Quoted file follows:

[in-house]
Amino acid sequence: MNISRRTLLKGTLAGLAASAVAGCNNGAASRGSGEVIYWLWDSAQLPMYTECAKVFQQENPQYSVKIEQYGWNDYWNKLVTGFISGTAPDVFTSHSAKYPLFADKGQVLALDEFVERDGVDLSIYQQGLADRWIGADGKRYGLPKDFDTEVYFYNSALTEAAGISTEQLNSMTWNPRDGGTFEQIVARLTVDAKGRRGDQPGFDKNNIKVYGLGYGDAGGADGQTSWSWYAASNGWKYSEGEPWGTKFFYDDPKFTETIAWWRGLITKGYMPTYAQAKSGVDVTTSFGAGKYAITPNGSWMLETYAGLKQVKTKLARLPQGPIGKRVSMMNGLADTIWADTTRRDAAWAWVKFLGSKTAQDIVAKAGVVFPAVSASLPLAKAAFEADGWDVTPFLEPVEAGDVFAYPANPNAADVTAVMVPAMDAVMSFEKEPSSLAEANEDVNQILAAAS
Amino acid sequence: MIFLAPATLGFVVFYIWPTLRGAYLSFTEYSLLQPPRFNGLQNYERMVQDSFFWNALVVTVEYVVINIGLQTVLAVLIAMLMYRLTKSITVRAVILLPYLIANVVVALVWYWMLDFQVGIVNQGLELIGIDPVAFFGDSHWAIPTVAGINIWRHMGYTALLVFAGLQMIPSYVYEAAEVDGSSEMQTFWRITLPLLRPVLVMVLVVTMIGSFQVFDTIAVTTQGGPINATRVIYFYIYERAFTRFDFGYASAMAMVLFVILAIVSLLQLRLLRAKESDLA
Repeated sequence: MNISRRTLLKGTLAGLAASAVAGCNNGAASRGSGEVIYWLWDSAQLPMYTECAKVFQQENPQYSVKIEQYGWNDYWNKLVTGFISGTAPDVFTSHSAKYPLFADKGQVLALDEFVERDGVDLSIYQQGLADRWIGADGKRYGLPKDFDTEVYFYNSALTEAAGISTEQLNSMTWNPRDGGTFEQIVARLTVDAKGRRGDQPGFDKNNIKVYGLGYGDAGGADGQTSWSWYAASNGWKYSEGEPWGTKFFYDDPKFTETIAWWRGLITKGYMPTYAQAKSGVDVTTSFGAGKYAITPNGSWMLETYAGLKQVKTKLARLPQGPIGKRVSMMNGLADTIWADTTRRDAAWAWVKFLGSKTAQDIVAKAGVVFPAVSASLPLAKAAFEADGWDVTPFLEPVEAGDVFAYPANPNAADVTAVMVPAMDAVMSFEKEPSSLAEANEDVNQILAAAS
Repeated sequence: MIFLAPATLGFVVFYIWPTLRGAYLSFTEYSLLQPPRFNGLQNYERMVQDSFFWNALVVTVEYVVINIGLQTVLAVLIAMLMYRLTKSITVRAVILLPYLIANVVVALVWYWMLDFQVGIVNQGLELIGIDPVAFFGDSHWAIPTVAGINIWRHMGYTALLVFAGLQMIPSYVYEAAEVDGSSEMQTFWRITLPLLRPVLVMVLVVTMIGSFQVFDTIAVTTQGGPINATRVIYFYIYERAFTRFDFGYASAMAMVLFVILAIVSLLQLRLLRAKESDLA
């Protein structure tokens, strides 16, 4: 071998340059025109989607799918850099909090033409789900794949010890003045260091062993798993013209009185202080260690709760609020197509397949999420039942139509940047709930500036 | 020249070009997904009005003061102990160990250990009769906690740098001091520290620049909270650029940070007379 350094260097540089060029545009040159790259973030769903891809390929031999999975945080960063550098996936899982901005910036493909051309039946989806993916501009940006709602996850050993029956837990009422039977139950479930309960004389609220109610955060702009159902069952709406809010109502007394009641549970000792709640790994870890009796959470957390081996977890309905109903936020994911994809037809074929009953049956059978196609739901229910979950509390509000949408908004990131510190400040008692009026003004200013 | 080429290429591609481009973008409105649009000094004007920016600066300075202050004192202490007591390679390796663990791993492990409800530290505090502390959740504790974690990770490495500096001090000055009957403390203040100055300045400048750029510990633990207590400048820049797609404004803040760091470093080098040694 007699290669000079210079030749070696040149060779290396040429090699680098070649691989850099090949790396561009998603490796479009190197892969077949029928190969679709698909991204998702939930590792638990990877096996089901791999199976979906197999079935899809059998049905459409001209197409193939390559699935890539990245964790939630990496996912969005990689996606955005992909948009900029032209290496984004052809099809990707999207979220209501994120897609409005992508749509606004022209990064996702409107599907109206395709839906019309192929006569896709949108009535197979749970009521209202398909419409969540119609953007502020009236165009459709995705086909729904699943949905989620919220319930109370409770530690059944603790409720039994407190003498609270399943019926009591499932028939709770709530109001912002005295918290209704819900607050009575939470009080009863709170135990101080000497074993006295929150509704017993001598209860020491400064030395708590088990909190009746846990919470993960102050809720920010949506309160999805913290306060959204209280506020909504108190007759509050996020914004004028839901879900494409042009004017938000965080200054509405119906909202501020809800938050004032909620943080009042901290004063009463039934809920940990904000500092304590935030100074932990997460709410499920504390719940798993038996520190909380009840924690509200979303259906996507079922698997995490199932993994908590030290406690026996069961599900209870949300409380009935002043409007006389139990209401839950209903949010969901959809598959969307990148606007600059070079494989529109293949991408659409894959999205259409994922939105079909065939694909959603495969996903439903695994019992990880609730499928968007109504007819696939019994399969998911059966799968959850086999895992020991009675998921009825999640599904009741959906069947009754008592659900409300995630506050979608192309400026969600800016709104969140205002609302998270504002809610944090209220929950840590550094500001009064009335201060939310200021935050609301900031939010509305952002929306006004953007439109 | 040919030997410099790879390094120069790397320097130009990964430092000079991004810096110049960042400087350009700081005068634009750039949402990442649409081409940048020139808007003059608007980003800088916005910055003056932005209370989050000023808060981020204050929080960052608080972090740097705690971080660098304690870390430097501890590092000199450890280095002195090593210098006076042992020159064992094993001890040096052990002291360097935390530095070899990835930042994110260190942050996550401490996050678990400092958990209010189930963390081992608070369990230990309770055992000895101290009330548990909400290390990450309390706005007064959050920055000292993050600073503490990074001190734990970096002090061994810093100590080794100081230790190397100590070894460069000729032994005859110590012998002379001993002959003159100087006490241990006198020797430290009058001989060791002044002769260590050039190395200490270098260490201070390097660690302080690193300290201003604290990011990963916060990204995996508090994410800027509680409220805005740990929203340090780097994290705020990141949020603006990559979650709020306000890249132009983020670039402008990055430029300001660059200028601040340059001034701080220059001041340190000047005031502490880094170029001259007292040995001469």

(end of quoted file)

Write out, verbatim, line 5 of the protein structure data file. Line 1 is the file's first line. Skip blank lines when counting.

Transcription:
Repeated sequence: MIFLAPATLGFVVFYIWPTLRGAYLSFTEYSLLQPPRFNGLQNYERMVQDSFFWNALVVTVEYVVINIGLQTVLAVLIAMLMYRLTKSITVRAVILLPYLIANVVVALVWYWMLDFQVGIVNQGLELIGIDPVAFFGDSHWAIPTVAGINIWRHMGYTALLVFAGLQMIPSYVYEAAEVDGSSEMQTFWRITLPLLRPVLVMVLVVTMIGSFQVFDTIAVTTQGGPINATRVIYFYIYERAFTRFDFGYASAMAMVLFVILAIVSLLQLRLLRAKESDLA